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Portopulmonary hypertension is defined as the combination of pulmonary arterial hypertension with portal hypertension and presents management complications in patients awaiting liver transplantation. The combination of these vascular disorders has a marked impact on mortality. At present the recommendations for management are limited because of the paucity of definitive clinical trials. We have reviewed the available data on prevalence, diagnosis and treatment. It is clearly time to more formally approach the study of this patient population.
Portopulmonary hypertension (PoPH) defined as the combination of pulmonary hypertension with portal hypertension was initially described in 1951 by Mantz and Craige. The original description was largely of academic interest as there were limited management options for end-stage liver disease (ESLD). The advent of liver transplant (LT) significantly increased the recognition of PoPH as a complication of ESLD as well as the use of therapies to optimize its management to potentially allow for LT. In 2008, there were 6318 liver transplants performed in the US and there are currently approximately 15000 patients on the transplant waiting list. Given the recent increase in liver transplants, a more thorough understanding of the pathophysiology and management of PoPH has become essential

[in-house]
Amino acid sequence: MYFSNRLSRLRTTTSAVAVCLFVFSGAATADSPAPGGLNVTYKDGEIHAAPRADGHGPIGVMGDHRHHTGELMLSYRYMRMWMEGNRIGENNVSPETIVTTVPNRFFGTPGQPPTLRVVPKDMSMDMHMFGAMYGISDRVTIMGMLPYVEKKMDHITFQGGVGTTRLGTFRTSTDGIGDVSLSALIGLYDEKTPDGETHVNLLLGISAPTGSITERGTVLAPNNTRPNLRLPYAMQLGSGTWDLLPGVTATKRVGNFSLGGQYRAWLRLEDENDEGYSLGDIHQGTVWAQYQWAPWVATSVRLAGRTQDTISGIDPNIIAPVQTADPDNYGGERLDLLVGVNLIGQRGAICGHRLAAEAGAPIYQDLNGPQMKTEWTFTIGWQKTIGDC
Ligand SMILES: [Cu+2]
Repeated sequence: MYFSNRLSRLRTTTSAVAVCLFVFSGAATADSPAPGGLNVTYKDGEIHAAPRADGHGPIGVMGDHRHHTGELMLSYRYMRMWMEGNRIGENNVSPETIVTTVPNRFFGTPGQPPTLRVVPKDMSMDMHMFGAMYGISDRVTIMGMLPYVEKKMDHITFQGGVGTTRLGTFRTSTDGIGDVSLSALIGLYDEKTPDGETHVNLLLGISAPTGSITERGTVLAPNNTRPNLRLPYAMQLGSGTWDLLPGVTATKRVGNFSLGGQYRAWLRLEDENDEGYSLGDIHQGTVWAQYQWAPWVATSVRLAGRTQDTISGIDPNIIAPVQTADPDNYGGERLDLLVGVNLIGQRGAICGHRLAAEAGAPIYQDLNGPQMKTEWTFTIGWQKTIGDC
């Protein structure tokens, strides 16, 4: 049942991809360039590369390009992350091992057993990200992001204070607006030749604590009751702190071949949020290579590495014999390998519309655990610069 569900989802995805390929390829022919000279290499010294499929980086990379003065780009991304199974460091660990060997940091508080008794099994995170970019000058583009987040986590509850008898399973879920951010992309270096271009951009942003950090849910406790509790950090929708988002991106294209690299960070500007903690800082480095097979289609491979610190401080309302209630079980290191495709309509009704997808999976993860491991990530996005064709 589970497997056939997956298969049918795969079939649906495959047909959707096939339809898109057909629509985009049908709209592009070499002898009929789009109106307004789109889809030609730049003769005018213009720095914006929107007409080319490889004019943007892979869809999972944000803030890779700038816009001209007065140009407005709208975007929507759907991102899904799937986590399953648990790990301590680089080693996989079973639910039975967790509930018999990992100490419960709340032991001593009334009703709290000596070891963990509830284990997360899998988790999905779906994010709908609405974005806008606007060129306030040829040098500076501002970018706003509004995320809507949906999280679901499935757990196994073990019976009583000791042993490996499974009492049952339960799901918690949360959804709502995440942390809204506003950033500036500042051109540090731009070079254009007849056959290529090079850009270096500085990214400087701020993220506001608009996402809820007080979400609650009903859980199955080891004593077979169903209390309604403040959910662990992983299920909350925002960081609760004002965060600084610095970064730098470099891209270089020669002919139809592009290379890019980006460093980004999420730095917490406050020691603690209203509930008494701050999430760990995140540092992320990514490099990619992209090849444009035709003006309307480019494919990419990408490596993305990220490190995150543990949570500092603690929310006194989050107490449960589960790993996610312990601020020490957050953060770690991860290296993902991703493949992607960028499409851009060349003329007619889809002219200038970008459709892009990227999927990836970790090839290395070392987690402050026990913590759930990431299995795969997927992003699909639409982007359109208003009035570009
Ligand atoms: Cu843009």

Pulmonary hypertension is defined as hypertension in the pulmonary arterial bed. The 2003 World Health Organization (WHO) classification separates the various forms of pulmonary hypertension [Simonneau et al. 2004]. Notably, PoPH is in WHO Group I, also defined as pulmonary arterial hypertension. PoPH requires both the presence of pulmonary hypertension as well as portal hypertension. Diagnosis requires right heart catheterization and demonstration of: elevated mean pulmonary artery pressure (mPAP) (>25 mmHg at rest, >30 mmHg with exercise), normal pulmonary artery occluding pressure (PAOP) < 15 mmHg or elevated transpulmonary gradient (mPAP — PAOP > 12 mmHg and increased pulmonary vascular resistance (PVR) >240 dynes.sec.cm-5 [Rodriguez-Roisin et al. 2004].